Employment is one of the important requirements for the integration of disabled people to daily life. The tourism industry is one of Turkey’s important industries with a great potential for growth. However this growth must be a planned and ...

Author: Sabah Balta & Murat Bengisu 

Year: 2008 

103 Think Tank VIII Emerging Green Tourists: Their Behaviours and Attitudes file 4536 Oct 13, 2013

The concerns are varied and are not necessarily important to all tourists and the influence they have on sustaining the industry is unknown. For years the tourism industry has used a number of mechanisms in an attempt to green operators. The...

Author: Sue Bergin-Seers & Judith Mair 

Year: 2008 

102 Think Tank VIII Education’s Impact on Cultural Distance Perception: Th... file 2647 Oct 13, 2013

As an international tourism destination, Turkey serves mostly European tourist markets due to her closeness to European markets. Turkey and Europe has a long shared history of relationships. However, Turkey and Turkish people have a rather b...

Author: Yasin Boylu, Asli D. A. Tasci & William C. Gartner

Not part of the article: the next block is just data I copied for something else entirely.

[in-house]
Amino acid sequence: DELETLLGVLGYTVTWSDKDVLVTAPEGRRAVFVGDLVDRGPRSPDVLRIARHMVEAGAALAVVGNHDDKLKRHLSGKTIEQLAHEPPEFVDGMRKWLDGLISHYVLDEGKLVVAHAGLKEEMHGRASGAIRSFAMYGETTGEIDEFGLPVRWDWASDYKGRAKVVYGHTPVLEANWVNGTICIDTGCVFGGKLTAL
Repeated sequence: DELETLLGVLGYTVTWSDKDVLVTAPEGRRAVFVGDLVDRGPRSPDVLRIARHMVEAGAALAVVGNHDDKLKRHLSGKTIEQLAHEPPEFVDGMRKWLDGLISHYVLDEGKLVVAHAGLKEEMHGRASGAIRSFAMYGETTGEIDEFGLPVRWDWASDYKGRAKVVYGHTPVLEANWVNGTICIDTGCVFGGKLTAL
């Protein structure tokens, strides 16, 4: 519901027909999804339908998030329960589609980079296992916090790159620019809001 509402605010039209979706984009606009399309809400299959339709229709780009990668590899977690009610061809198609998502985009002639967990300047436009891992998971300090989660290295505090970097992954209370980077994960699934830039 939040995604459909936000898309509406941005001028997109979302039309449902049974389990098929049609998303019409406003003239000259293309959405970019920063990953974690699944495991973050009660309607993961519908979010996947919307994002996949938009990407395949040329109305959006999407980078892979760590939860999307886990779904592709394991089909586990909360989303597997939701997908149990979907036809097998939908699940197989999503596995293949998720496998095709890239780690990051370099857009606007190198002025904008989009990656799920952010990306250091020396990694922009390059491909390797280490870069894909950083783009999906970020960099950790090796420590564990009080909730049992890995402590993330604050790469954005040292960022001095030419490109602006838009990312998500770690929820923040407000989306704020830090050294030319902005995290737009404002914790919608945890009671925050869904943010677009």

Year: 2008 

101 Think Tank VIII Sustaining through Gastronomy: The Case of Slow Food M... file 7146 Oct 13, 2013

This paper is conducted within the interpretive paradigm, using subjectivist, non-positivist, qualitative approach to research started out of writer’s personal motivation after being exposed to a couple of Slow Food conviviums in the recent ...

Author: Miha Bratec 

Year: 2008 

» Think Tank VIII Lifestyle Oriented Small Tourism [LOST] Firms in the F... file 4622 Oct 13, 2013

Lifestyle has been oft cited in the literature as the main motivation for those establishing or acquiring tourism related businesses in attractive destinations. However, the term has many different dimensions and connotations, both positive...

Author: Jack Carlsen & Alison Morrison 

Year: 2008 

99 OPA award A Framework for Work-Life Balance Practices in the Tou... file 4266 Oct 13, 2013

This paper addresses the key issues surrounding the debate over work-life balance. It provides an overview of current thinking in the general work environment, with specific focus on the issue within the tourism industry. This paper present...